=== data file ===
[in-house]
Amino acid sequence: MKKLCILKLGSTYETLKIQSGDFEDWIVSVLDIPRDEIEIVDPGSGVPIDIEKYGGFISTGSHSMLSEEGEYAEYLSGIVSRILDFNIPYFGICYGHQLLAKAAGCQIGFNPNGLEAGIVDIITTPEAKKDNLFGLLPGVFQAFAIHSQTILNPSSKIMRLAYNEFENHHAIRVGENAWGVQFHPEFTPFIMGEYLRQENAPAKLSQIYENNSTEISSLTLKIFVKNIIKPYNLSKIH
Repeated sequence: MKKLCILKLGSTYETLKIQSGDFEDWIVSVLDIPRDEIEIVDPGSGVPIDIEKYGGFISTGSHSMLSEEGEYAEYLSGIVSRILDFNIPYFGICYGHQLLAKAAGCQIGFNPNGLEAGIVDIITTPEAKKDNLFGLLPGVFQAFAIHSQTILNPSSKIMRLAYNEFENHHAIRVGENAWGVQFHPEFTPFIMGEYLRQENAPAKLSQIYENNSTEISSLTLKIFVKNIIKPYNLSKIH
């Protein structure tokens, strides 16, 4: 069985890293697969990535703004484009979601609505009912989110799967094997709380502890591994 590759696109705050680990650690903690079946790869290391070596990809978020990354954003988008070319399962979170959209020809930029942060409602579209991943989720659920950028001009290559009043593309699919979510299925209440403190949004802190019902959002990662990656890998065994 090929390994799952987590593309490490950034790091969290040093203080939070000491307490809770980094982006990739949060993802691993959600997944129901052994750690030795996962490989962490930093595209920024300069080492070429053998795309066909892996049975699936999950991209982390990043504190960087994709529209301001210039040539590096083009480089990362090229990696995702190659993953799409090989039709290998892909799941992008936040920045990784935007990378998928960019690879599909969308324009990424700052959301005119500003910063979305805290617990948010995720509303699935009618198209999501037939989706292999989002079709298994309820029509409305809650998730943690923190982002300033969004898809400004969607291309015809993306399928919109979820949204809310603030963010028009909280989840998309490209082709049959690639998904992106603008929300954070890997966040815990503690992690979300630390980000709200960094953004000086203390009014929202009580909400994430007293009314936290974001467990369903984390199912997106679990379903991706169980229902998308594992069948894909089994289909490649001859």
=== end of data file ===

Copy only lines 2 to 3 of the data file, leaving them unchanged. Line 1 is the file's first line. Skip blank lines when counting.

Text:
Amino acid sequence: MKKLCILKLGSTYETLKIQSGDFEDWIVSVLDIPRDEIEIVDPGSGVPIDIEKYGGFISTGSHSMLSEEGEYAEYLSGIVSRILDFNIPYFGICYGHQLLAKAAGCQIGFNPNGLEAGIVDIITTPEAKKDNLFGLLPGVFQAFAIHSQTILNPSSKIMRLAYNEFENHHAIRVGENAWGVQFHPEFTPFIMGEYLRQENAPAKLSQIYENNSTEISSLTLKIFVKNIIKPYNLSKIH
Repeated sequence: MKKLCILKLGSTYETLKIQSGDFEDWIVSVLDIPRDEIEIVDPGSGVPIDIEKYGGFISTGSHSMLSEEGEYAEYLSGIVSRILDFNIPYFGICYGHQLLAKAAGCQIGFNPNGLEAGIVDIITTPEAKKDNLFGLLPGVFQAFAIHSQTILNPSSKIMRLAYNEFENHHAIRVGENAWGVQFHPEFTPFIMGEYLRQENAPAKLSQIYENNSTEISSLTLKIFVKNIIKPYNLSKIH